The focus on the Lord’s Supper during these weeks of Lent suggests the use of music based on some of the most ancient and venerable texts associated with the Communion liturgy. One particularly rich source of these texts is the hymns of St. Thomas Aquinas (c. 1225-1274) written for a feast day specifically devoted to the Eucharist.
The feast is a Catholic observance known as the Solemnity of the Most Holy Body and Blood of Christ or, more traditionally, Corpus Christi–Latin for “the body of Christ.” This feast day falls on the Thursday after Trinity Sunday because the first Eucharist was on Maundy Thursday, and the Thursday after Trinity is the first Thursday not during Easter Season (i, e., the first liturgically “open” Thursday). Unlike most feast days, Corpus Christi does not commemorate a specific event in the life of Jesus, which is why Protestants don’t generally observe it; but its purpose was to celebrate and give thanks for the institution of the Eucharist at the Last Supper.
Corpus Christi was established in 13th century by Pope Urban IV, who commissioned Thomas Aquinas to write a number of hymns to be a part of the Corpus Christi liturgy. Aquinas was a Dominican monk, and his writings may be viewed through the lens of the re-discovery of the great Classical philosophers after the so-called “dark ages.” His work gives expression to the relationship between the facts of everyday life and the teachings of the church. In short, he tries to make sense of life without destroying its mystery, and without corrupting Christian teaching into secular philosophy. Some of the hymns written by Thomas Aquinas for the feat of Corpus Christi include:
Lauda Sion salvatorem
(Hymn 320: Zion, praise your Savior, singing)
Tantum ergo sacramentum
(Hymn 330: Therefore we, before him bending)
Pange lingua corperis
(Hymn 329/331: Now, my tongue, the mystery telling)
O salutaris hostia
(Hymn 310/311: O saving Victim)
Adoro te devote
(Hymn 314: Humbly I adore thee)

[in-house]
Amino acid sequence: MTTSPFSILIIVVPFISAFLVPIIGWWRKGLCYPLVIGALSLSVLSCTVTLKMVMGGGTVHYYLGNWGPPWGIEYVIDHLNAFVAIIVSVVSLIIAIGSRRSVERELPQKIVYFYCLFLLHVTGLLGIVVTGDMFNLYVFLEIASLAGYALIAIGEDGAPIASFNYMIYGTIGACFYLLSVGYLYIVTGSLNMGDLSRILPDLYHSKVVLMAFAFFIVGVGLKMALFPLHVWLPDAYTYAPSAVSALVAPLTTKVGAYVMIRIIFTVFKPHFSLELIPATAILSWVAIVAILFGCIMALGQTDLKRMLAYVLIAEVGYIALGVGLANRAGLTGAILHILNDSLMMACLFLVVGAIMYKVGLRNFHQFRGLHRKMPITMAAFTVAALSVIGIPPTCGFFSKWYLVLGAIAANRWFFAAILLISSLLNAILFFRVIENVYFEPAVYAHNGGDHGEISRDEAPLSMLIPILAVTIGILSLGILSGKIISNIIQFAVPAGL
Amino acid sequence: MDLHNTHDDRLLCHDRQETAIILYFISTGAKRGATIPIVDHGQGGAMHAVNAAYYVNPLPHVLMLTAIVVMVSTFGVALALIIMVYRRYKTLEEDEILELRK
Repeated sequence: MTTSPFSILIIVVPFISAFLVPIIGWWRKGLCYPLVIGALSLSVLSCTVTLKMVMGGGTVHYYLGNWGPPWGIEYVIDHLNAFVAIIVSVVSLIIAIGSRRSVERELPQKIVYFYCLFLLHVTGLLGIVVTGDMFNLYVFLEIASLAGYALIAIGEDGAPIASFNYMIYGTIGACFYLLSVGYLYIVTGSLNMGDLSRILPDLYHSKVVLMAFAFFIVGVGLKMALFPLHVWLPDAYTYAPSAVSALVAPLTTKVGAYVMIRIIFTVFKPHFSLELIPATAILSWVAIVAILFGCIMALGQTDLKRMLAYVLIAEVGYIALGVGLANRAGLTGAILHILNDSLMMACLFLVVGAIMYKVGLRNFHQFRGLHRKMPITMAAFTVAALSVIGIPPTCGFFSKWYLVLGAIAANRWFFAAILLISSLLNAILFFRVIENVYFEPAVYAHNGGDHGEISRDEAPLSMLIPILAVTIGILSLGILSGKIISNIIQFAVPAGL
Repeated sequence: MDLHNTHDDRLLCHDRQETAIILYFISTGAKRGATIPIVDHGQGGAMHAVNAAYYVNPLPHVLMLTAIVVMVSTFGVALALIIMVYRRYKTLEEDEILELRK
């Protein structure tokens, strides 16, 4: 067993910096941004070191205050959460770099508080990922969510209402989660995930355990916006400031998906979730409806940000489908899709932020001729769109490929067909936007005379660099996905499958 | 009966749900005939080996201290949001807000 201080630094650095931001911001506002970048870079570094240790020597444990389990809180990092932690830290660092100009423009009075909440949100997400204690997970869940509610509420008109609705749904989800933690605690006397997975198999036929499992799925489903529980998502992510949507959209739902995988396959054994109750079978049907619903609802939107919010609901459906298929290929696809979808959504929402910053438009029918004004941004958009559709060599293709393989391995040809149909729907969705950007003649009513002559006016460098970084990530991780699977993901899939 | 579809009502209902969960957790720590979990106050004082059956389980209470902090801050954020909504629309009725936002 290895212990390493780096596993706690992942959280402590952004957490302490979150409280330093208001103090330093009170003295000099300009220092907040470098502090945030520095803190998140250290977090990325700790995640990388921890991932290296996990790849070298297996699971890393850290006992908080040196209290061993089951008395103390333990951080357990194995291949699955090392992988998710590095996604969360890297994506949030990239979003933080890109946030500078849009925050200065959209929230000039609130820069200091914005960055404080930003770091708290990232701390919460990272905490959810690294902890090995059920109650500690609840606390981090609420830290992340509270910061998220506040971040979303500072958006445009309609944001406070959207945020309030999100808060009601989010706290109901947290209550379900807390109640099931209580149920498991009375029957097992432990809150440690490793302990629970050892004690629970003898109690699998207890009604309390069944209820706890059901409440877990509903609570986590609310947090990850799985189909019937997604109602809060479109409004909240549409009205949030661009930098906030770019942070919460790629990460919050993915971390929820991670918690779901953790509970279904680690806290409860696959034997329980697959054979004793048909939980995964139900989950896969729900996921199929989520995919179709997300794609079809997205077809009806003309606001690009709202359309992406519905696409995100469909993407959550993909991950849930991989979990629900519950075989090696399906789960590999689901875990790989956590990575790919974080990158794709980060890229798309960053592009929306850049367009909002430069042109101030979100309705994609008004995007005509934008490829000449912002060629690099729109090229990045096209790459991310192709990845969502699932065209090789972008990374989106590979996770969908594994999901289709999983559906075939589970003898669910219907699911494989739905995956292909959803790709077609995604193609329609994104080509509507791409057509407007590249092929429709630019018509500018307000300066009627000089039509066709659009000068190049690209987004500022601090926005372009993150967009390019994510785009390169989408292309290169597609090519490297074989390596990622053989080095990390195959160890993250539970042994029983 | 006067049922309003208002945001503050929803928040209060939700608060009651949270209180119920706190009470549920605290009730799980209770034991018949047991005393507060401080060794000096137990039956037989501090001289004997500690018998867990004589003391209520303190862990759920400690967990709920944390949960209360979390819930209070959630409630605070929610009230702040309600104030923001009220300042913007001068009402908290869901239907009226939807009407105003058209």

as well as Panis angelicus (Bread of angels), which is best-known as a very beautiful solo by the 19th-century Belgian organist and composer Cesar Franck.
- Because these texts are over 700 years old, generations of composers have had a chance to set them to music in many different styles. The examples we have this week are a lush version of O salutaris hostia by the 19th-century composer Edward Elgar, and a lyrical unison Tantum ergo by the contemporary American composer (and North Carolina native) Michael Sitton.
Tantum ergo sacramentum
So let us devoutly revere this great sacrament
and the old covenant may give way to the new rite.
May faith grant assistance to the deficiency of our senses.
To the Begetter and the Begotten let there be praise and jubilation,
salvation and honor, power and blessing;
and to Him that proceeds from the two let there be equal praise be.
Comments on the text:
These are the final two stanzas of Aquinas’s hymn, Pange lingua corperis, which are sometimes used on thier own as a separate piece.
Old Covenant: Passover;
New Rite: Lord’s Supper
“The deficiency of our senses…”
see John 20:29, “Have you believed because you have seen me? Blessed are those who have not seen and yet have come to believe.”
Begetter: God the Father;
Begotten: God the Son
“Praise and jubilation, / salvation and honor, power and blessing…”
see Rev. 5:13, like the final chorus in Handel’s Messiah
“Him that proceeds…”
refers to the Holy Spirit. See the Nicene Creed: “…who proceeds from the Father and the Son, who with the Father and the Son he is worshipped and glorified…”
O salutaris hostia
O saving victim
who opens the gate of heaven,
hostile wars press on us:
give strength, bring aid.
To the Lord, three in one,
be everlasting glory,
for life without end
he gives us in our homeland.
This text is also excerpted from a longer hymn, Verbum supernum prodiens.
The incompatibility of the two words “saving” and “Victim” are not to be overlooked. It is one of the great paradoxes of our faith, that Christ can be both “…Priest and Victim in the Eucharistic feast” (Hymn 460). In fact, the Latin word for Victim–hostia–is the source of “host” as a term referring to sacramental bread.
The first stanza is quite a plea for help and it is worth noting that, even though the path to heaven is made open by the atoning sacrifice of Christ’s death, Aquinas has no expectation that sin and strife will magically stop in our lives. If anything, the Eucharist is a visible reminder of our dependence on God, and a token of his promise to bring us at length “in our homeland.”
The second stanza of O salutaris hostia (like the second stanza of Tantum ergo) is a doxology–that is, an ascription of glory to the three Persons of the Trinity.